Restrictive legislation is frustrating to any essential oil industry simply because most of it is designed to work with a single molecule which is clear-cut, easy to identify and assay, and is usually also patentable. An essential oil is a variable complex of molecules that, like the human genome, belongs to all of us and at the same time to none of us – in other words a regulator’s nightmare! However there is also no doubt that these oils are efficacious, safe and widely used around the world in cosmetic and medicinal formulations so I believe that regulators need to look closely at these naturally occurring substances and create separate legislation for them. This is beginning to occur in some places, but while these are being developed essential oil industries are being forced to address two separate sets of legislation, which can be burdensome.
What are the principal challenges facing the tea tree oil industry?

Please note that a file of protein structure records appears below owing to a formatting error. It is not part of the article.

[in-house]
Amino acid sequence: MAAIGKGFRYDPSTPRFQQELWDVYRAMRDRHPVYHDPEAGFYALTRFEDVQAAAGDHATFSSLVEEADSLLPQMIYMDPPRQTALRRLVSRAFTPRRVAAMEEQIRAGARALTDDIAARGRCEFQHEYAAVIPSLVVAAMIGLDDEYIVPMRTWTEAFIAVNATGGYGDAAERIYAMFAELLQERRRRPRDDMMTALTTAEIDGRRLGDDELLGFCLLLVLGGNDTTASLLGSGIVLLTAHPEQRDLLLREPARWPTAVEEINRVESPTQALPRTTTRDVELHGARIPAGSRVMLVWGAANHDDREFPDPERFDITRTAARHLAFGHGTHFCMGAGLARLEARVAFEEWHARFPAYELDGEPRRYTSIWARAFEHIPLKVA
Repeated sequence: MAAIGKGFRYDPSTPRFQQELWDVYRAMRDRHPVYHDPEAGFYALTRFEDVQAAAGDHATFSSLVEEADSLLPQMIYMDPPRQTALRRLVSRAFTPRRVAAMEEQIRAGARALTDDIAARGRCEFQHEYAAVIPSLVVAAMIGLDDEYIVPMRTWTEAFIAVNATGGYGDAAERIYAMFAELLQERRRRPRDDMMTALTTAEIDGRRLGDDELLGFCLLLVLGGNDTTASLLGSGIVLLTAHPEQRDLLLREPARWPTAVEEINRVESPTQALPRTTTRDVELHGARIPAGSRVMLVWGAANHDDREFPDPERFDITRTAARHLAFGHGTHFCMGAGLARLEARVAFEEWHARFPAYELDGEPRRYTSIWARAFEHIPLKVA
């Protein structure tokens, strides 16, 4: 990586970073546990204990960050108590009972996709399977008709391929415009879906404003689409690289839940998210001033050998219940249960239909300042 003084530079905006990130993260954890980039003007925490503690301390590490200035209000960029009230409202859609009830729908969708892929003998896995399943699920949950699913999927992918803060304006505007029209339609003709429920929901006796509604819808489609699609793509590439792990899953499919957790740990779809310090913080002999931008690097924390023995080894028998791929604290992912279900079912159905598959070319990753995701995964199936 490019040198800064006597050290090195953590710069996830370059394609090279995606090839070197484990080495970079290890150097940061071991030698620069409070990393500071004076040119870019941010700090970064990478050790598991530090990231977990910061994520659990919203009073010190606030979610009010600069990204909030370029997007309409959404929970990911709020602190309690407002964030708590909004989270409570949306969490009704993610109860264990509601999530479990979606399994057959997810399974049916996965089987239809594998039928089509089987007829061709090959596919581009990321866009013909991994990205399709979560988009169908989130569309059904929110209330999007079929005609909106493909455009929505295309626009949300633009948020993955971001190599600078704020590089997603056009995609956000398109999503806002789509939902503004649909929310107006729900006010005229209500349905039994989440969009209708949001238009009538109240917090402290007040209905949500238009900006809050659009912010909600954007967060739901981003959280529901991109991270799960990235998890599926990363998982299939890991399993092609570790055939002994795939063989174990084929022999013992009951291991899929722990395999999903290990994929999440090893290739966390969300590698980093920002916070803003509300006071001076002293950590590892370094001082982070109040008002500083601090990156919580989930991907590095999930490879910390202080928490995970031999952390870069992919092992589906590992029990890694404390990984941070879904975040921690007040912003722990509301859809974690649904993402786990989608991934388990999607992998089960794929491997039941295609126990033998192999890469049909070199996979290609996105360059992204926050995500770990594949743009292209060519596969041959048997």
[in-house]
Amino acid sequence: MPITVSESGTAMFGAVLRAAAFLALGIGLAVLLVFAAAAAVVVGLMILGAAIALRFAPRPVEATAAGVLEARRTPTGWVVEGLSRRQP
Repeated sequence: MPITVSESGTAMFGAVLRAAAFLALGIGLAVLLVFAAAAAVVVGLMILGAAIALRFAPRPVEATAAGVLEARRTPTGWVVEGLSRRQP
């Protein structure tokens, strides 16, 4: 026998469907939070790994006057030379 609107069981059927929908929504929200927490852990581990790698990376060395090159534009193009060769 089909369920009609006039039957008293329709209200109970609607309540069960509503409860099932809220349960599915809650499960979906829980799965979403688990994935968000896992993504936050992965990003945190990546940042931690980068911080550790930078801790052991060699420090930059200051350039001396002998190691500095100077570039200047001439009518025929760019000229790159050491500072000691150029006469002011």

In the short to medium term adulteration of a pure, natural product with byproducts and other waste from chemical factories is the foremost challenge facing our industry today. This practice is motivated purely by profit and relies totally on the safety, efficacy and reputation of pure Australian TTO while undercutting the market price often to the point where a farmer cannot safely and sustainably produce the original product. The result of this cheating is to devalue TTO as a viable product. Unless it is combated vigorously, this could lead to adulterated or wholly synthetic concoctions becoming the norm for customers buying or trading ‘tea tree oil’ resulting in a devalued and virtually useless substitute for the real thing. ATTIA is currently cooperating with scientists and regulators from around the world to develop a cheap, effective test that will allow a discerning manufacturer to detect some of the more common forms of adulteration. Once this has been adopted by internationally accepted Standards organizations such as ISO and BP it will make it harder and far more expensive for those who adulterate pure TTO to continue to dupe manufacturers and end-users for their own gain.